Because of this life-long love affair, I have very particular taste in books of the fantastical nature. If there’s way too much exposition, or way too many tropes, or, frankly, just boring magic systems, I get antsy.

This happened today. I have a bunch of unread books that I’m trying to get through, and none of them are striking a chord with me. I keep picking up a book, reading pages, then putting it down. After a few moments of twiddling my thumbs, checking twitter, getting a snack, I pick the book up again and read a few more pages. And then I put it down again.

Now that I’ve done this three times in one hour, I’ve decided to just forget trying to read. I'm going to write a blog post instead. And, what better topic than “the things that draw me into a story"?

So, here are my three biggies:

Magic Systems

They need to be unique, realistic, and utterly fantastical. I want my mind to be blown.


“Your father, on the other hand, favored a mahogany wand. Eleven inches. Pliable. A little more power and excellent for transfiguration. Well, I say your father favored it – it’s really the wand that chooses the wizard, of course.” – Harry Pottery and the Sorcerer’s Stone, 82

“Mosrael.” The second bell, a harsh, rowdy bell. Mosrael was the waker, the bell Sabriel should never use, the bell whose sound was a seesaw, throwing the ringer further into Death, as it brought the listener into Life. – Sabriel, 80-81

Literary Style

I want to devour words, not clench my teeth and force myself through. I want words that are beautiful, rhythmic and compelling. Like these:

The wind on the moors is a tricky thing… Of every aspect of the moor, the earth and stone and rain and fire, the wind is the strongest one in Near. Here on the outskirts of the village, the wind is always pressing close, making windows groan. It whispers and howls and it sings. It can bend its voice and cast it into any shape, long and thin enough to slide beneath the door, stout enough to seem a thing of weight and breath and bone. – The Near Witch, 2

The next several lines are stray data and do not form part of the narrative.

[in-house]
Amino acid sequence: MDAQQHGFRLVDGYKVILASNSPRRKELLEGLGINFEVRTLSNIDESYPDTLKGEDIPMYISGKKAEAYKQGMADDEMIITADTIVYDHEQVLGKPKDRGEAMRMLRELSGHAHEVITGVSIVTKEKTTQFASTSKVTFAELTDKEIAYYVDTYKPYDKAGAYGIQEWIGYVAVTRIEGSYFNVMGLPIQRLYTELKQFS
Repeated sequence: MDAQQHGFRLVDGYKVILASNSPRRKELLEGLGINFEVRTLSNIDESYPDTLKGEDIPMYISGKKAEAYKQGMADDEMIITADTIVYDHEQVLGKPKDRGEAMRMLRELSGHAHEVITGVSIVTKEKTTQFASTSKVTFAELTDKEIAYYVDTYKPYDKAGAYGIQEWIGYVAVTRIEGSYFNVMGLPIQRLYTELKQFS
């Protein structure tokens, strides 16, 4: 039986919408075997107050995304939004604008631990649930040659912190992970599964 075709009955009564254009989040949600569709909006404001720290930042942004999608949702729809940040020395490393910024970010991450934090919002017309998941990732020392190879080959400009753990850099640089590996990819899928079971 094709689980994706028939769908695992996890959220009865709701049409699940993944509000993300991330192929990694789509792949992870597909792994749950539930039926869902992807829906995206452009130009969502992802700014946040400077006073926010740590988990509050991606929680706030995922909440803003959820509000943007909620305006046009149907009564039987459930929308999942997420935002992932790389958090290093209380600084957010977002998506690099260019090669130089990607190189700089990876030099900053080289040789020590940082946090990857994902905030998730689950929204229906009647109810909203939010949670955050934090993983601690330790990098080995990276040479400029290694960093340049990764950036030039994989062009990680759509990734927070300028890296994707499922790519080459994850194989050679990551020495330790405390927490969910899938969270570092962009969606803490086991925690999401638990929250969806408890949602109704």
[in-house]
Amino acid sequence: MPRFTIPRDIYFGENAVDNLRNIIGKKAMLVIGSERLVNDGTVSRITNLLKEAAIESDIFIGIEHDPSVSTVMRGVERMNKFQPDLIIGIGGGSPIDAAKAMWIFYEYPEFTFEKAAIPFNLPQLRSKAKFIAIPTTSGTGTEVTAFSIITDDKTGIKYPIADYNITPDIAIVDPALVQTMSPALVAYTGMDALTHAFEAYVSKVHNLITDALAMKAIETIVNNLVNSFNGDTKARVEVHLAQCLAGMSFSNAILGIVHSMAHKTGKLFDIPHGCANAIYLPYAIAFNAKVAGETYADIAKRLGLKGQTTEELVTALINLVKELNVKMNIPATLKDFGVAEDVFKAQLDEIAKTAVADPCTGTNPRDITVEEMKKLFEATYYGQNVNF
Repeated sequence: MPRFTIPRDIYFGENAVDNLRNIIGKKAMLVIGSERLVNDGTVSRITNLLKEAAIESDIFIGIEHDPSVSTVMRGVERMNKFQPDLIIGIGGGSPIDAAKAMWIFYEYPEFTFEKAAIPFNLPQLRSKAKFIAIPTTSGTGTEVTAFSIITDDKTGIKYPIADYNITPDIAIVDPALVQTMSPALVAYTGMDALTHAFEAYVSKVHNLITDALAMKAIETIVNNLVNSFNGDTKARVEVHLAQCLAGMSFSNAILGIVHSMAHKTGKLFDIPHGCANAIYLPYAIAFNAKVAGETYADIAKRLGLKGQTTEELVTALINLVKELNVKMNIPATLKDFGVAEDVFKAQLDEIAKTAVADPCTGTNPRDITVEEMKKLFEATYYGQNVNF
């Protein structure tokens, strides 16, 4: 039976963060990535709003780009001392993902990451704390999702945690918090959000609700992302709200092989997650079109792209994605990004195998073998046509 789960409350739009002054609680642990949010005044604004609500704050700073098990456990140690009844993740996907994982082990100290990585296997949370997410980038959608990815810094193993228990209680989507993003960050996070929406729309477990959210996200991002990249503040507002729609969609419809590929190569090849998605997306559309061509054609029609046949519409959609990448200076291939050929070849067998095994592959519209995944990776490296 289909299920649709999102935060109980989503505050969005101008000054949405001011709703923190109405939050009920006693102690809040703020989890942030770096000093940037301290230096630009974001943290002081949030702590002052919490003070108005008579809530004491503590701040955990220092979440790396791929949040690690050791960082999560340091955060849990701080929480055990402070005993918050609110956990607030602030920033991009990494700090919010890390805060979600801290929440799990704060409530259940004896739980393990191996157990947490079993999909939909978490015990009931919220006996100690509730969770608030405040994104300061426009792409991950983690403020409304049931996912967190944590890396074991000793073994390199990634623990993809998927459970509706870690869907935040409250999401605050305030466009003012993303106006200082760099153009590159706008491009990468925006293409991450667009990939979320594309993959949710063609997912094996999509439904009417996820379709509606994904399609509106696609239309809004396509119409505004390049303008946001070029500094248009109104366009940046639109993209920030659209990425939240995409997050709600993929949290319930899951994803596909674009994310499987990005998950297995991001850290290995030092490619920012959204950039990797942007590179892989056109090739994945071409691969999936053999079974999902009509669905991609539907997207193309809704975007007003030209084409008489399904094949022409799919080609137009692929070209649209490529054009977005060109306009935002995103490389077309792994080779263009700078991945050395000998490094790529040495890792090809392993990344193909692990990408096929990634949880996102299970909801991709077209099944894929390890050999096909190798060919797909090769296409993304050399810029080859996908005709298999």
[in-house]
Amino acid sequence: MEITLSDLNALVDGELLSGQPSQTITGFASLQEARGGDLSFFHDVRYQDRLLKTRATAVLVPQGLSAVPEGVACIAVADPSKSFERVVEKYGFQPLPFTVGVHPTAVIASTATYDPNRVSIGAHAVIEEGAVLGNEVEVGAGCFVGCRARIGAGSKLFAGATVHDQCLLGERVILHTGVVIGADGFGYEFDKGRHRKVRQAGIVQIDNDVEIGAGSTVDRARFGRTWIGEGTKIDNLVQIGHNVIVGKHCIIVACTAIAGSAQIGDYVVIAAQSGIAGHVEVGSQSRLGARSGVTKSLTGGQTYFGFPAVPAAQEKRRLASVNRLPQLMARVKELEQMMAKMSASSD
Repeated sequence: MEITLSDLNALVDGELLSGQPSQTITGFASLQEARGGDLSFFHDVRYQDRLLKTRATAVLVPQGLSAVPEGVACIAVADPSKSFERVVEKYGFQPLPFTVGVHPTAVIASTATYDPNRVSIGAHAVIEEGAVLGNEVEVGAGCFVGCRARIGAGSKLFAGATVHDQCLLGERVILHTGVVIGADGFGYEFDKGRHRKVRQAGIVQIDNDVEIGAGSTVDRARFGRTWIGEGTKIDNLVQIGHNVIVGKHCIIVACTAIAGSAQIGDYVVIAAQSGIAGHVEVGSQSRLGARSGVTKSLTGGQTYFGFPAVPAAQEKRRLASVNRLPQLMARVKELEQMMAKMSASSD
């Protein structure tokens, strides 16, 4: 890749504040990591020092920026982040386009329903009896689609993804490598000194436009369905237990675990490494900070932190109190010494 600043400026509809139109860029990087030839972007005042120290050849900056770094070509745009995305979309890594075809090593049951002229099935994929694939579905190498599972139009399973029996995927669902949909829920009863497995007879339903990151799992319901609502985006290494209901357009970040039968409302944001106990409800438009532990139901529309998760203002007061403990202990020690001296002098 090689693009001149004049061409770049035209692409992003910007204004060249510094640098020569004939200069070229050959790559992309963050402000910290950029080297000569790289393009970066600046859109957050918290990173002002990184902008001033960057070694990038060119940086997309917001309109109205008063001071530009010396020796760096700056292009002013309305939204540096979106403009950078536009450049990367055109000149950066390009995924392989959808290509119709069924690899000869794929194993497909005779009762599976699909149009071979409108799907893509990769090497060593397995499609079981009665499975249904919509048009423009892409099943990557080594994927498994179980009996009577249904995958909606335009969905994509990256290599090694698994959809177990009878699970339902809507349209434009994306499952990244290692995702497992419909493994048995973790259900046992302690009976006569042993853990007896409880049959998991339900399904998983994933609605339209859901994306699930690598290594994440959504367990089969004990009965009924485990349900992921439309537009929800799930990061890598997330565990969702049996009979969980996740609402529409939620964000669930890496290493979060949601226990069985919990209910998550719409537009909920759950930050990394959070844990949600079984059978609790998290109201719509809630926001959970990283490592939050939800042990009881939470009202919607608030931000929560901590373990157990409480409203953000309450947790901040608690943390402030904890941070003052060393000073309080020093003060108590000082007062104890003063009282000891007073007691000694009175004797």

In fall, she knew it was Death who sweetened the apples. He made her see the sun in a blue sky and hear the trees in a spring wind. He made her see how much she loved her friends, for all their trouble, and how much her grandmother loved her, and oh, he made her love the breath in her lungs.” – Keturah and Lord Death, 191

You can run and run. You can run and grow fitter and faster. You can run so much and so fast, you turn back into wolfgirl, running endlessly, effortlessly, through the swamp…You can outrun your memories, but sometime, you will have to stop. And when you do, there will always be Stepmother, waiting to be remembered. – Chime, 120

Really Awesome Girls or RAGs (I just made that up)

I’ve talked before about reading in order to find ourselves reflected back to us, and to become better, braver versions of ourselves. As a girl, this is why girl heroes are important to me. I want to be reminded of who I am and what I’m capable of.

Here they are, for the win:

“You tricked Iofur Raknison?”
“Yes. I made him agree that he’d fight you instead of just killing you straight off like an outcast, and the winner would be king of the bears. I had to do that, because-"
“Belacqua? No. You are Lyra Silvertongue,” he said. “To fight him is all I want. Come, little daemon.”
She looked at Iorek Byrnison in his battered armor, lean and ferocious, and felt as if her heart would burst with pride. – The Golden Compass, 305

Sybel’s face grew as still before him as the still full moon. “It is you who are ignorant,” she whispered. “I could have Ter rip you into seven pieces and drop your bloodless head on the Plain of Terbrec, but I am controlling my temper. Look!”
She unlocked the gates, her fingers shaking in an anger that roused through her like a clean mountain wind. She snapped private calls into the dream-drugged minds around her, and, like pieces of dreams themselves, the animals moved toward her. – The Forgotten Beasts of Eld, 14

“I… I fell in love. I –" She shot him an abashed glance before revealing what she had so far told no one. “It started at the Battle of Bullfinch. The fighting was over. It was after, during the gleaning. I found him dying and I saved him. I didn’t know why; it felt like the only thing. Later… later I thought it was because we were meant for something.” Her voice dropped and her cheeks flamed as she whispered, “To bring peace.” –Daughter of Smoke and Bone, 401

And that’s it! Hard to do, but worth it, I think. Because all of these books I’ve read at least twice.

Now. Back to reading…